A Missouri Republican trying to attract Steve Bannon’s support in his upstart Senate campaign nearly indistinguishable from parody.
GOP candidate Courtland Sykes released a nine-and-a-half-minute campaign ad attacking his primary opponent, Missouri Attorney General Josh Hawley, as a “RINO,” or Republican in name only.
Hawley has drawn praise from Breitbart News, overseen by Bannon, the erstwhile White House chief of strategist, and the backing of former Missouri Sen. John Danforth — who has questioned President Donald Trump’s credentials as a Republican.
Sykes attacked both Hawley and his “sugar daddy” Danforth in an incredibly long ad that demonstrates Poe’s law — an internet adage that it’s impossible to parody extreme views without being mistaken for a sincere expression.
“Tell us the truth, Josh — and be honest for once — just say it,” Sykes says in the video, speaking for his opponent. “I Josh Hawley, am an effete, clubby, stuff-shirted, big-money RINO — a liberal pretending to be a conservative, a Democrat pretending to be a Republican, a walking, talking political flim-flam man who conned Missouri 39 weeks ago to get my AG office — and now I’m out to con Missouri twice.”
“And Josh, why not come all the way out of that political closet while you’re at it?” Sykes continued. “Confess the rest, just say it: I Josh Hawley, love my political sugar-daddy Jack Danforth — we are both big money snobs who hate President Trump. And yes, my mentor and closest advisor — dog food heir and discredited Sen. Danforth — has become a screaming liberal curmudgeon, full of hate and envy for President Trump, Danforth goes about condemning the President and calling President Trump a ‘hateful man.'”
One political scientist who reviewed Sykes’ campaign positions, which include his belief that women should be traditional homemakers, can’t be 100 percent certain Sykes is serious, and described his views as “Trump-inspired populism on steroids.”
“I’m 99.9 percent sure it’s not parody,” said John Messmer, a political science professor at St. Louis Community College at Meramec. “It’s not something strategic done by the Democratic side or someone that’s looking to criticize the conservative or Republican position.”
“I do hold back that 0.1 percent,” Messmer added. “This might be one of the greatest examples of political performance art I’ve ever seen.”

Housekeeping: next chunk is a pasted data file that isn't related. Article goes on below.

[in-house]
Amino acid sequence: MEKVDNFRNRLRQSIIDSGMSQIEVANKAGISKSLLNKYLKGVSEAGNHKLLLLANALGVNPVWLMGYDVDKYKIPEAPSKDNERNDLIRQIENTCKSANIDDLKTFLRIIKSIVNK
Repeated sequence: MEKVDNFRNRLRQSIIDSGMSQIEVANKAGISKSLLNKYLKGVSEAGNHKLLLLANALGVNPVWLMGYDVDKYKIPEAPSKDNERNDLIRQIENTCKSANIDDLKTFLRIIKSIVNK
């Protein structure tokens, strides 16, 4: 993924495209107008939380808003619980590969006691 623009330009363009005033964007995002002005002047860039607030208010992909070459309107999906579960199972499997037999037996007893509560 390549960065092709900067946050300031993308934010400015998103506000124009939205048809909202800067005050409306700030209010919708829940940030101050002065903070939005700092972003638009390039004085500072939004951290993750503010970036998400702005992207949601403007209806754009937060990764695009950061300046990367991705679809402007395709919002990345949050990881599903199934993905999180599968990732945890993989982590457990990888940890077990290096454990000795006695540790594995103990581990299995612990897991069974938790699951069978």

Greenland row is Donald Trump positioning for an Arctic battle: expert
The diplomatic row that has erupted between Washington and Copenhagen over Greenland is just one part of a broader strategic battle being waged over control of the Arctic, according to one expert.
US President Donald Trump has cancelled a trip to Denmark and launched a war of words with his Danish counterpart, Prime Minister Mette Frederiksen, after she rejected his idea of the US buying Greenland as "absurd".
Mikaa Mered, professor of polar geopolitics at Paris' ILERI institute of international relations said Trump's unsolicited advances on the autonomous territory were a way to indicate US interest in the resource-rich Arctic -- and to distract from domestic issues.
‘We won’t give an inch’: India faces defiance in ‘Kashmir’s Gaza’
Young men sit beside a pile of rocks and a bonfire, protecting the only entrance to a besieged neighbourhood they call "Kashmir's Gaza" as a mosque loudspeaker broadcasts slogans of liberation.
In an act of defiance against New Delhi's controversial decision to strip the Muslim-majority region of its autonomy, Soura neighbourhood on the outskirts of Kashmir's main city of Srinagar has sealed itself off from security forces.
Since early August, residents have erected ramshackle barricades of tin sheets, wooden logs, oil tanks and concrete pillars, and dug trenches to keep soldiers at bay amid daily protests against India.
Second day of Italy crisis talks after prime minister resigns
Italy's president will hold a second day of talks aimed at solving the political crisis shaking the country on Thursday after the disintegration of the populist government.
President Sergio Mattarella will meet the main parties, including the anti-establishment Five Star Movement (M5S) and far-right League, after the breakdown of their dysfunctional coalition.
Prime Minister Giuseppe Conte resigned on Tuesday after months of alliance sniping and a bid by League leader and Interior Minister Matteo Salvini to force a snap election, just 14 months since coming to power.
The nationalist, populist government's demonisation of migrants, promoted by Salvini in particular, and attempts to flout EU budget rules had angered many European leaders.